TEXT OF INTERVIEW
JEREMY HOBSON: The Pontiac brand is no more. Last night was the expiration date for contracts between parent company General Motors and Pontiac dealers. It’s been a slow death for the brand — after 84 years.
Marketplace’s Scott Tong is on the Pontiac beat for us this morning and he joins us live from Washington with more. Good morning.
SCOTT TONG: Good morning Jeremy.
HOBSON: We knew this was coming, remind us why Pontiac is going away.
TONG: Well, last year, as a condition as GM’s bailout with the government, it had to shed four brands. So out went Pontiac, along with Saab and Saturn and Hummer. The last Pontiac vehicle rolled off the line about 11 months ago just outside of Detroit, Jeremy.
HOBSON: And Pontiac, Scott, used to embody the American muscle car. What happened to that brand?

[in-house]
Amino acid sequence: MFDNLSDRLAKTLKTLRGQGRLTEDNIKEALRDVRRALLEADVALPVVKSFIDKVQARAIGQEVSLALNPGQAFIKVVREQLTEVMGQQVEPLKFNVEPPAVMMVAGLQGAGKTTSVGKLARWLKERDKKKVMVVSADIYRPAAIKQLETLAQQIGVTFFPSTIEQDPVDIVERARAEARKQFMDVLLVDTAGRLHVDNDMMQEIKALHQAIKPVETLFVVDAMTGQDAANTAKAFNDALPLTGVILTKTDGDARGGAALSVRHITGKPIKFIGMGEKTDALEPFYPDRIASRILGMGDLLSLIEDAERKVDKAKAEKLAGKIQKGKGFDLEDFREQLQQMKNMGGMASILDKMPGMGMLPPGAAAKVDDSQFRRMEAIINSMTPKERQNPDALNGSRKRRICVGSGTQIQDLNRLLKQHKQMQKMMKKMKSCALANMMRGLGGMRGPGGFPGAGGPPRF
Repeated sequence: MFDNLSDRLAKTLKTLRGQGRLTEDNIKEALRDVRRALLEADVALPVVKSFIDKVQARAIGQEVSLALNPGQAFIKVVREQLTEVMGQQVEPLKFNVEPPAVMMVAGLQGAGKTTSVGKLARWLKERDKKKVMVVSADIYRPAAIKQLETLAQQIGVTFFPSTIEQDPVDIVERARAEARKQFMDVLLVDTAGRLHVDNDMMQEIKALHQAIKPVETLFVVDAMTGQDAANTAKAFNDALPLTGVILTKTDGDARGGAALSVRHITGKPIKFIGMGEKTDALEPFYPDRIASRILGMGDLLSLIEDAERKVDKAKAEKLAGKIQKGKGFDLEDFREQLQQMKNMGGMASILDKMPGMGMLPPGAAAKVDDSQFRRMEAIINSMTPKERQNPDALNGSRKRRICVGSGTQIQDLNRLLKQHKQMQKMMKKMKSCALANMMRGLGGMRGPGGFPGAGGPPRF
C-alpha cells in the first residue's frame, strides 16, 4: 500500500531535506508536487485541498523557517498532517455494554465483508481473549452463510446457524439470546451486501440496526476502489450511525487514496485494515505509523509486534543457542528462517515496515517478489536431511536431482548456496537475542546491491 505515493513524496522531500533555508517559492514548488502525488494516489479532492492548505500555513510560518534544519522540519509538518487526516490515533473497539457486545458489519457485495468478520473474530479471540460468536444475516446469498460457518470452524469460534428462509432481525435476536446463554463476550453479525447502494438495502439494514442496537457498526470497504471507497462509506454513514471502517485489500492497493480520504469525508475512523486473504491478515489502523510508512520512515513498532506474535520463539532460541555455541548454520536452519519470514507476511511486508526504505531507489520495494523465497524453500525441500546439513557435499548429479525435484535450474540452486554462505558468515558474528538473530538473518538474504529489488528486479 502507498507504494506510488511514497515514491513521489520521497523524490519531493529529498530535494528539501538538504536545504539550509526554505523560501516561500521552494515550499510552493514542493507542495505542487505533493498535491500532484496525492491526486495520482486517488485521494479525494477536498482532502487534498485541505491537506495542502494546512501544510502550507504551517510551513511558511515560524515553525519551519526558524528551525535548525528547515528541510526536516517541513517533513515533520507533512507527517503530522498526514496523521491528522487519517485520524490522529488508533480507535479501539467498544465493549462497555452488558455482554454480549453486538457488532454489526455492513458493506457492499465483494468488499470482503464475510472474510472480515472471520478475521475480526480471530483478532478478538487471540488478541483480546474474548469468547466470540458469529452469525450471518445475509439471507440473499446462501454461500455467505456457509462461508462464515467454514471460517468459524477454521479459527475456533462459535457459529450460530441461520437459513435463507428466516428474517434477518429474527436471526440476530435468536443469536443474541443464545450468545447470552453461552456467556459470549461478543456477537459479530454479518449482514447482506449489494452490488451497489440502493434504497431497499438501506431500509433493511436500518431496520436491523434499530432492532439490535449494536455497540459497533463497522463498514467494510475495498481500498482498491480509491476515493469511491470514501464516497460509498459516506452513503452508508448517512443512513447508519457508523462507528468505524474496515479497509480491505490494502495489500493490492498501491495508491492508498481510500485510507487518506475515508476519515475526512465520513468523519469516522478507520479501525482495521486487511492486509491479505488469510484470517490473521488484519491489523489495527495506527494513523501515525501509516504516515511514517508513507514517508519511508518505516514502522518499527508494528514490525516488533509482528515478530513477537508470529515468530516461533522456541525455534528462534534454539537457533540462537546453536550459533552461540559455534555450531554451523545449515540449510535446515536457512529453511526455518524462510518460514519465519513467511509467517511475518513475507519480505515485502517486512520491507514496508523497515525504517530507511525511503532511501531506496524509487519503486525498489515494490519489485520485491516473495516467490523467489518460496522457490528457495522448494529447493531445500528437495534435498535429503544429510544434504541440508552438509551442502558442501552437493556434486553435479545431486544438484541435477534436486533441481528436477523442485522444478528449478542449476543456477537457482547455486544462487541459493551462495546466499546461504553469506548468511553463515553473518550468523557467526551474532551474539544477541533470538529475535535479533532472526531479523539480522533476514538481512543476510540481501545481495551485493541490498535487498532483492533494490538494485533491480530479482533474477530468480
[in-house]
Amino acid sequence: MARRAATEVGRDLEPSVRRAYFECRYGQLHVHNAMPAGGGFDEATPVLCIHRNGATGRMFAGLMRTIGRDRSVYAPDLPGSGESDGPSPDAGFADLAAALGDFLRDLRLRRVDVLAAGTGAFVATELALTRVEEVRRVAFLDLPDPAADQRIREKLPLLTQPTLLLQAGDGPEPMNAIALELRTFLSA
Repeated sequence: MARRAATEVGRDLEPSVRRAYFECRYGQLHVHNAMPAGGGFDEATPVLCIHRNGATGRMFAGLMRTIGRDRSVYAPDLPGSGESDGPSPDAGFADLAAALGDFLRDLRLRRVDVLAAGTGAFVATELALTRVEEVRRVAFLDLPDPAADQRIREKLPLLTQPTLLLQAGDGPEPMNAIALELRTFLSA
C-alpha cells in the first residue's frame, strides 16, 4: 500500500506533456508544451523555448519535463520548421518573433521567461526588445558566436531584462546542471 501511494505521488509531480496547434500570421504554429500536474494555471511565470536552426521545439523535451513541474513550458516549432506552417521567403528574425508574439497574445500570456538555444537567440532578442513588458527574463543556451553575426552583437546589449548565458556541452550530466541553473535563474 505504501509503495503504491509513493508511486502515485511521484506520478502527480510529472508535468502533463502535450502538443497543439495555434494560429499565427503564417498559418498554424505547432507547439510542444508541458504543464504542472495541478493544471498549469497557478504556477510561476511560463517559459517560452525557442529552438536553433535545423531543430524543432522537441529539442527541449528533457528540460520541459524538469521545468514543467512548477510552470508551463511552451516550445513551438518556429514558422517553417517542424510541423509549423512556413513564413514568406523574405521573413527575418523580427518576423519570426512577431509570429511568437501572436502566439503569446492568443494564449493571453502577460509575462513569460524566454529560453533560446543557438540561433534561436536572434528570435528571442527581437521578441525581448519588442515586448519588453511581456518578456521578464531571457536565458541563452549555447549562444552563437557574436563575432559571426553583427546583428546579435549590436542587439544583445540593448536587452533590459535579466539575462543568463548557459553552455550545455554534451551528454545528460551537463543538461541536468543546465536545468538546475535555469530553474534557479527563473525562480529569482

TONG: Well, in the 1960s, Pontiac was America’s number three brand behind Chevy and Ford. There was the Pontiac GTO, with a huge engine and wide wheelbase. And then of course the Trans Am, Burt Reynolds co-star in Smokey and the Bandit. And its descendant known as Kitt, star of the TV show Knight Rider. But the oil shocks of the 70s and new mileage rules changed the industry to more fuel-sipping cars. I spoke this morning with to Peter Wells at Cardiff University in the U.K. about the 1970s macho car era.
PETER WELLS: In those days Americans didn’t care how much petrol they burned on the way from A to B, and were happy to kind of celebrate those big engines. Those days are really gone for Americans and for the rest of the world, in fact. And so in many respects, the muscle car is like rock and roll, part of our history.
As for the future of the company, Jeremy, Pontiac warranties will still be serviced by GM facilities. As for the company, its future will be embodied by the plug in Chevy Volt, which we expect next month.
HOBSON: OK Marketplace’s Scott Tong in Washington, thanks.
TONG: You’re welcome.